```
private Object[] grow(int minCapacity) {
int oldCapacity = elementData.length;
if (oldCapacity > 0 || elementData != DEFAULTCAPACITY_EMPTY_ELEMENTDATA) {
int newCapacity = ArraysSupport.newLength(oldCapacity,
minCapacity - oldCapacity, /* minimum growth */
oldCapacity >> 1 /* preferred growth */);
return elementData = Arrays.copyOf(elementData, newCapacity);
} else {
return elementData = new Object[Math.max(DEFAULT_CAPACITY, minCapacity)];
}
}
```

If the array is not empty, then we increase our original array by a length equal to half (rounding down) the old length, if the resulting length is not more than the maximum length of the array ( `Integer.MAX_VALUE - 8`

), otherwise equal to the maximum length of the array if `oldLength + minGrowth`

less the maximum length of the array, otherwise equal to `Integer.MAX_VALUE`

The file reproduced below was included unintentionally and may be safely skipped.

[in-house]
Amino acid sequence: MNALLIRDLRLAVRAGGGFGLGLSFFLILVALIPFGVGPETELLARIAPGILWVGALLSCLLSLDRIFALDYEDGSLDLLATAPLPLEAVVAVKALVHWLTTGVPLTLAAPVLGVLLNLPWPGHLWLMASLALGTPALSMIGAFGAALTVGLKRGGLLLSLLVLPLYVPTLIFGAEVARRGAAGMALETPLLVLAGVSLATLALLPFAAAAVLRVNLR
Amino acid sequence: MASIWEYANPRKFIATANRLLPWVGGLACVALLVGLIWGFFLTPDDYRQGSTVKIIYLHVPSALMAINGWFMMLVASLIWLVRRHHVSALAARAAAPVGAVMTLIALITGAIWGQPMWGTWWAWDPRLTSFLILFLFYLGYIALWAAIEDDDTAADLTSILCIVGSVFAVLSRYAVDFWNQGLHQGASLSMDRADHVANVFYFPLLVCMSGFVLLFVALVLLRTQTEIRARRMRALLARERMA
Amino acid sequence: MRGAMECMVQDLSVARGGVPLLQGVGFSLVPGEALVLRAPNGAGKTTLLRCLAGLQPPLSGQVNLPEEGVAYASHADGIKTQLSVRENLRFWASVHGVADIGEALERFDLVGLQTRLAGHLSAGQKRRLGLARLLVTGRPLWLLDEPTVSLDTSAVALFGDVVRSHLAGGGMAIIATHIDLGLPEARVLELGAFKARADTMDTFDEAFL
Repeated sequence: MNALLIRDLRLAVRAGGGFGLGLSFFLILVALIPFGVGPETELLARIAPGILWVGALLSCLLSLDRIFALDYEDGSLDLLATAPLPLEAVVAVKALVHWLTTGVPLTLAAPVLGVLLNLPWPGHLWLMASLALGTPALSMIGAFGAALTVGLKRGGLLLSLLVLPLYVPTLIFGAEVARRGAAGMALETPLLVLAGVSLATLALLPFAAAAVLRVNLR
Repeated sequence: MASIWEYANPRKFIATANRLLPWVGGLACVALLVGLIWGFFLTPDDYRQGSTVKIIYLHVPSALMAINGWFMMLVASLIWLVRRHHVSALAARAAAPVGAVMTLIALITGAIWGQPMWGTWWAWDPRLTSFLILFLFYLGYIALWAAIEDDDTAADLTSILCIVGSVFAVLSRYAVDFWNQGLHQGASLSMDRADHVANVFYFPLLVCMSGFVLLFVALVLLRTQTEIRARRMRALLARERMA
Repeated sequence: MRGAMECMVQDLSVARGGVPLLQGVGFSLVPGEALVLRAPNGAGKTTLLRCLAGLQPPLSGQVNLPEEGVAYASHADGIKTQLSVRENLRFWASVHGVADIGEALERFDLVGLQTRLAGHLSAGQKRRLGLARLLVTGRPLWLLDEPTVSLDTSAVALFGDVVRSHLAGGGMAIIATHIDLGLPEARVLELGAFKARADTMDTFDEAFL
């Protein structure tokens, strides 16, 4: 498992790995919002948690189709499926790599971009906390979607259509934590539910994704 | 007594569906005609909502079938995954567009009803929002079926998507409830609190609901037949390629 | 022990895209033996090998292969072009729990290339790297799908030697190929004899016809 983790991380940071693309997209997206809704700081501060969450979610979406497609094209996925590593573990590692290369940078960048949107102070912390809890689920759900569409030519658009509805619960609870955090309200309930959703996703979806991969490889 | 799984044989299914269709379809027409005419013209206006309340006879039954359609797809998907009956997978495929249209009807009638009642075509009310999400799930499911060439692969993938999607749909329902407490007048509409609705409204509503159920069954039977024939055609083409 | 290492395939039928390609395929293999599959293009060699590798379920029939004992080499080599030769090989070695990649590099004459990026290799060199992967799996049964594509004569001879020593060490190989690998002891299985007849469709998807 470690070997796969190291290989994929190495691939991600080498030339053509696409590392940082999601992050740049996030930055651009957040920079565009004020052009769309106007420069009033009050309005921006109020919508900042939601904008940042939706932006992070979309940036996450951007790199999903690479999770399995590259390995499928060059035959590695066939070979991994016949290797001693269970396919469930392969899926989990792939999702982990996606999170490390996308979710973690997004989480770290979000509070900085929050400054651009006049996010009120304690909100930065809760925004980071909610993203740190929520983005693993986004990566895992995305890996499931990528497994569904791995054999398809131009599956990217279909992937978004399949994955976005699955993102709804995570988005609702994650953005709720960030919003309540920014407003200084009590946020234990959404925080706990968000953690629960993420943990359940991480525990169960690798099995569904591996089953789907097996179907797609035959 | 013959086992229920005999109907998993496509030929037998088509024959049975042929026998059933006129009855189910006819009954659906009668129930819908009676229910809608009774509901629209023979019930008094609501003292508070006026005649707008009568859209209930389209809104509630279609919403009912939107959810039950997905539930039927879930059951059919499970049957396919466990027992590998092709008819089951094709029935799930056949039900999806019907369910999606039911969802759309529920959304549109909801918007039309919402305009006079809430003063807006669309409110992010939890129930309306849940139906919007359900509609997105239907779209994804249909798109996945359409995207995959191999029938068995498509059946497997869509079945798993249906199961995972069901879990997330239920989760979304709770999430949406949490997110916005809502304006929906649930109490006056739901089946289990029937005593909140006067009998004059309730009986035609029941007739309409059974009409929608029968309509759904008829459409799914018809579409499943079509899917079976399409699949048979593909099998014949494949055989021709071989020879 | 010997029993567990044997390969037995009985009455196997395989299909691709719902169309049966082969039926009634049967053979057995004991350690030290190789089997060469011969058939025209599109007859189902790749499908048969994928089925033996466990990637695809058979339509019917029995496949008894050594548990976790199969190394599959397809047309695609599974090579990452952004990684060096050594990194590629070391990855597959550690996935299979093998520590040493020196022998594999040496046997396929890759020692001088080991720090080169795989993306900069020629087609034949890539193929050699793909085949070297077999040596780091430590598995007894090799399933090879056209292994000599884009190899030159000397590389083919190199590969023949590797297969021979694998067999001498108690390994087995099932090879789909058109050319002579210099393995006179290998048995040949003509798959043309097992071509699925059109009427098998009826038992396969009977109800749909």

.

Otherwise, we re-initialize the array, passing in a reference to an array of objects of length 10 or `minCapacity`

if `minCapacity`

> 10.

If anyone is interested in the `ArraysSupport.newLength`

code, here are the sources (I just found it from java 13 ):

```
public static int newLength(int oldLength, int minGrowth, int prefGrowth) {
// assert oldLength >= 0
// assert minGrowth > 0
int newLength = Math.max(minGrowth, prefGrowth) + oldLength;
if (newLength - MAX_ARRAY_LENGTH <= 0) {
return newLength;
}
return hugeLength(oldLength, minGrowth);
}
private static int hugeLength(int oldLength, int minGrowth) {
int minLength = oldLength + minGrowth;
if (minLength < 0) { // overflow
throw new OutOfMemoryError("Required array length too large");
}
if (minLength <= MAX_ARRAY_LENGTH) {
return MAX_ARRAY_LENGTH;
}
return Integer.MAX_VALUE;
}
```

The parsing of the `add(T element)`

method is complete.

2) Here is the source code for the `add(int index, T element)`

method:

```
public void add(int index, E element) {
rangeCheckForAdd(index);
modCount++;
final int s;
Object[] elementData;
if ((s = size) == (elementData = this.elementData).length)
elementData = grow();
System.arraycopy(elementData, index,
elementData, index + 1,
s - index);
elementData[index] = element;
size = s + 1;
}
```

`rangeCheckForAdd(int index)`

throws an error if `index`

not one of the real elements. modCount is traditionally increasing. Then we increase the length of the array using the `grow()`